BBC director general Mark Thompson has told staff about plans to reduce the size of the corporation that will impact both on programming and jobs.
Plans are said to include a 10% cut in the number of programmes commissioned, which will lead to more repeats.
BBC staff have been told how many jobs are set to be cut, with up to 2,500 posts reportedly at risk.
The BBC needs to make up a £2bn budget shortfall, caused by a smaller licence fee settlement from the government.
The cuts - said to be centred on BBC News and factual TV, which makes programmes such as Planet Earth and Top Gear - will be imposed over the next six years.
No specific programmes have been targeted, however.
Make or break
On Wednesday, Mr Thompson's plans for the BBC's future were approved by its governing body.
ROAD TO THE BBC SHAKE-UP
January - Government raises licence fee by 3%, less than the hoped for settlement
March - Mark Thompson says BBC faces 'tough choices ahead' due to settlement
May - New trust chairman Sir Michael Lyons (pictured) says a debate about how the licence fee is used should be opened
August - Sir Michael says the BBC may 'do less' to meet a budget shortfall
October - Mark Thompson's strategy for the BBC's future is approved
BBC Trust chairman Sir Michael Lyons said the plans could be make or break for the corporation.
"All of this - the whole exercise - I see as focussed on ensuring that the BBC continues to be valued by the people who pay for it," he said.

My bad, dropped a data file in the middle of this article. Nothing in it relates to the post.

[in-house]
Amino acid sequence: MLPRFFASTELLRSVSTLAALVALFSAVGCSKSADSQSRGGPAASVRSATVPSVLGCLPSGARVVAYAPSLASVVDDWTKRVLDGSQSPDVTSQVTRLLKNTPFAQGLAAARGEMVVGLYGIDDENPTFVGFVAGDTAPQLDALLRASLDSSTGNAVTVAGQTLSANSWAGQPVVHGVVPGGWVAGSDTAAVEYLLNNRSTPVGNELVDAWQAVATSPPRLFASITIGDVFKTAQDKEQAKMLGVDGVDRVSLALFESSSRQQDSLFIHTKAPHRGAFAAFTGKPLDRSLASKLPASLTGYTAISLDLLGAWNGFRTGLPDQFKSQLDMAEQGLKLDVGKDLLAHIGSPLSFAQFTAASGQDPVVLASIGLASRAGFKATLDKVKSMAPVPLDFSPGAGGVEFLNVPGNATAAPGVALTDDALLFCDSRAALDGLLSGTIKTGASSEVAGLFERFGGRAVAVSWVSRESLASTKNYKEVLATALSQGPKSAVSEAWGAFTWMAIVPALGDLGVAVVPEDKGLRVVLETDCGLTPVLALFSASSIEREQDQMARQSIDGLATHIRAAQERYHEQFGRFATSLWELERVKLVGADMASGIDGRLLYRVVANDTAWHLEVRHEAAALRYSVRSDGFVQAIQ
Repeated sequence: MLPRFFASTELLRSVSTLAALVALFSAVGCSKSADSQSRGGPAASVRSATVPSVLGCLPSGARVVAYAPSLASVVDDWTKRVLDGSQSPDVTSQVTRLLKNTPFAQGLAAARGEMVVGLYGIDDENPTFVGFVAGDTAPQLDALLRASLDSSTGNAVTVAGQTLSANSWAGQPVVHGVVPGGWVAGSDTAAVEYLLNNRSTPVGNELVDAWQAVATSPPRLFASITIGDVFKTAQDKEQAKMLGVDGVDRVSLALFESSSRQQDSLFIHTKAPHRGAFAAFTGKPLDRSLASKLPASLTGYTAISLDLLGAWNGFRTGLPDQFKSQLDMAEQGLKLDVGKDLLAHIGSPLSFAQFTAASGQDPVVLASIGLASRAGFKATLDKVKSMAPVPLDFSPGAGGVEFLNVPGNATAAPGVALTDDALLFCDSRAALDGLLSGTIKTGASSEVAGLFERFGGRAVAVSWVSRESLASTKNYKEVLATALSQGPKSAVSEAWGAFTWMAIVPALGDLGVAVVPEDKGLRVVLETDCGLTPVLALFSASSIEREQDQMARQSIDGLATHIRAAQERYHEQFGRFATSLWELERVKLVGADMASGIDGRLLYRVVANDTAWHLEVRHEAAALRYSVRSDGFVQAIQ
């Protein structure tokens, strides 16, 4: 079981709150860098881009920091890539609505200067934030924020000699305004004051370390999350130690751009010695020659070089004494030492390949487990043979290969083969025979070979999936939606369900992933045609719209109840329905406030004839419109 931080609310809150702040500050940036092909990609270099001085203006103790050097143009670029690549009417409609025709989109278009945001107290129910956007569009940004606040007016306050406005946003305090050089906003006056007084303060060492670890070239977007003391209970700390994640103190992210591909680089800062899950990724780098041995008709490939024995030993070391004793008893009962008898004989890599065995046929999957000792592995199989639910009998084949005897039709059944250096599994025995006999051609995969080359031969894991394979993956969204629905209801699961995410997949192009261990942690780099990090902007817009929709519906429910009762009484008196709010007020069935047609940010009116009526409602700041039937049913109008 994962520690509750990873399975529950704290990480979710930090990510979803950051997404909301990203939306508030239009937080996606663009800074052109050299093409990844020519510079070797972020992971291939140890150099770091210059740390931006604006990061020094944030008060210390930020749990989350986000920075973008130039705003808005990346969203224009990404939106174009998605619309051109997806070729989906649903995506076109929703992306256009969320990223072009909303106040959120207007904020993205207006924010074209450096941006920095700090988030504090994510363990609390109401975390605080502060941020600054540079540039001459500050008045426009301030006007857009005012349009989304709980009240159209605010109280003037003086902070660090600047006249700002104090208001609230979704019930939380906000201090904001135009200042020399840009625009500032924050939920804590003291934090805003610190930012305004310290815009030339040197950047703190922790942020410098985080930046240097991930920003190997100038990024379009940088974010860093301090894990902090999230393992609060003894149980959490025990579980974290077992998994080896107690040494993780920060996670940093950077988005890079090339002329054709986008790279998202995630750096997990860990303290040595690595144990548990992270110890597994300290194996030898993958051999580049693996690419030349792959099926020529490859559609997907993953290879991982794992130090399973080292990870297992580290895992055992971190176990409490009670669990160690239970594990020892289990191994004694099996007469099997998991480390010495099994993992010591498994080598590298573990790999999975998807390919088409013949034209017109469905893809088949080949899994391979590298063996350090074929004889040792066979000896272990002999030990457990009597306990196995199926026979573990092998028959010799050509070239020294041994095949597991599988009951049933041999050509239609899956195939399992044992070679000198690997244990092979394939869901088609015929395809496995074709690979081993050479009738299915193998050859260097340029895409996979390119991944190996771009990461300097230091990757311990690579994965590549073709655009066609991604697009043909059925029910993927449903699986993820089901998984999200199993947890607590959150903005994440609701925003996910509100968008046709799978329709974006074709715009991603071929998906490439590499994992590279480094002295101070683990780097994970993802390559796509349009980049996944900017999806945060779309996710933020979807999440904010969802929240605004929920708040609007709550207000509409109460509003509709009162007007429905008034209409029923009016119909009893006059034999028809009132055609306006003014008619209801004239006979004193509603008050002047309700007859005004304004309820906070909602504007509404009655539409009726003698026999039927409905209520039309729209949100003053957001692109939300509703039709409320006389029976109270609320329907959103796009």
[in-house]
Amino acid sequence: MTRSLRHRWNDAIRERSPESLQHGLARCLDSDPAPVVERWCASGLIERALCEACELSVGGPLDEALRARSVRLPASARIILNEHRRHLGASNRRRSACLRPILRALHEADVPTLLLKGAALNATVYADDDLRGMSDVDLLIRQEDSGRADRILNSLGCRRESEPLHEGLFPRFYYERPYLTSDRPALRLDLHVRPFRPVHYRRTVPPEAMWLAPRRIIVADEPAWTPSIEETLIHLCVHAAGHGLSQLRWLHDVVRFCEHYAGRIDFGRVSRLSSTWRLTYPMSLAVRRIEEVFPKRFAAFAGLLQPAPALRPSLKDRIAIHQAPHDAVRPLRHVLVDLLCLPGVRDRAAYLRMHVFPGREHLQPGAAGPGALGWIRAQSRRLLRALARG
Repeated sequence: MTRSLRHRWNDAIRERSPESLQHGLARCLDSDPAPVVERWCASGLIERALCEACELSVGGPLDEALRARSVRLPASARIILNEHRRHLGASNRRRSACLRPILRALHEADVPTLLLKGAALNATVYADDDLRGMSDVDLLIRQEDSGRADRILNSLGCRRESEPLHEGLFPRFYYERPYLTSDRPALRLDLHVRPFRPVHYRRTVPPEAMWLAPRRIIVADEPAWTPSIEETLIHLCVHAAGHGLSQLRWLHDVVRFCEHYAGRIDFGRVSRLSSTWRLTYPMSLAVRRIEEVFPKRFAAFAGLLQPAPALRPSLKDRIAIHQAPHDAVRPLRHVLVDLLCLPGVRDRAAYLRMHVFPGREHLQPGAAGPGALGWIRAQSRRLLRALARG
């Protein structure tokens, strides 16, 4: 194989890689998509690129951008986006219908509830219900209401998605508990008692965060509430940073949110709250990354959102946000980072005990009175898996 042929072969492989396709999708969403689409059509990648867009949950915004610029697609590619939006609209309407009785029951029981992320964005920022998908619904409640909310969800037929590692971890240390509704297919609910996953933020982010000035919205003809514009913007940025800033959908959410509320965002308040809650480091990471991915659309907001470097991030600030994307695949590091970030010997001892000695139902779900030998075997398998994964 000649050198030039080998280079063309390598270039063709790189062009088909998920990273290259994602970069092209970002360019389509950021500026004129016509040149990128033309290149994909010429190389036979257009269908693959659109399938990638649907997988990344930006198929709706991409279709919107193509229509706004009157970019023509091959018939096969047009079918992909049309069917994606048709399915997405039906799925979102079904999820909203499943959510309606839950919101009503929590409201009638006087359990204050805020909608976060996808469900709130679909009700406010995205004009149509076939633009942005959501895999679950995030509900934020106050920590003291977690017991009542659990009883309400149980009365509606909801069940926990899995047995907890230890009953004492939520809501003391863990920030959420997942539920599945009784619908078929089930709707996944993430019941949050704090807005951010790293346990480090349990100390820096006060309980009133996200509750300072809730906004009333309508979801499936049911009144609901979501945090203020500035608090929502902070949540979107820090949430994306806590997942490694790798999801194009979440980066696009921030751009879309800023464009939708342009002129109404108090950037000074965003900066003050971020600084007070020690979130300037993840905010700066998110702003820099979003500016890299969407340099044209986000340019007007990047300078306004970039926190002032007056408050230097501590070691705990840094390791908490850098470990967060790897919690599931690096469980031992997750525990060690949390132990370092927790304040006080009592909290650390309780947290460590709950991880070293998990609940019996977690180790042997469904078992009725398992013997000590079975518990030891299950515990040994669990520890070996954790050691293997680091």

The trust also backed "in principle" the sale of Television Centre, the corporation's studio and office complex in Shepherd's Bush, west London.
But it refused to confirm reports that it had approved proposals to place advertisements on the international pages of the BBC News website.
BBC correspondent Nick Higham said some 2,500 jobs would go, but that around 700 new jobs would be created, meaning 1,800 redundancies in all.
"The axe will fall most heavily on the London newsroom and on the departments making factual programmes and documentaries," he said.
Last week, some of Radio 4's most familiar voices, including newsreaders Charlotte Green and Peter Donaldson, joined the protest at the proposed cuts.
High-profile journalists like Jeremy Paxman and John Humphrys have also spoken out in recent months, prompting Sir Michael to urge staff to stay out of the public debate.
The BBC is expected to move towards an integrated newsroom
Broadcasting unions are opposed to the cuts, which could spark a series of strikes in the run-up to Christmas.
The government announced in January that the BBC's licence fee would rise to £151.50 by 2012.
Mr Thompson said the settlement left a "gap" of about £2bn over the six years.
The trust has already told Mr Thompson to make further efficiency savings of 3% each year.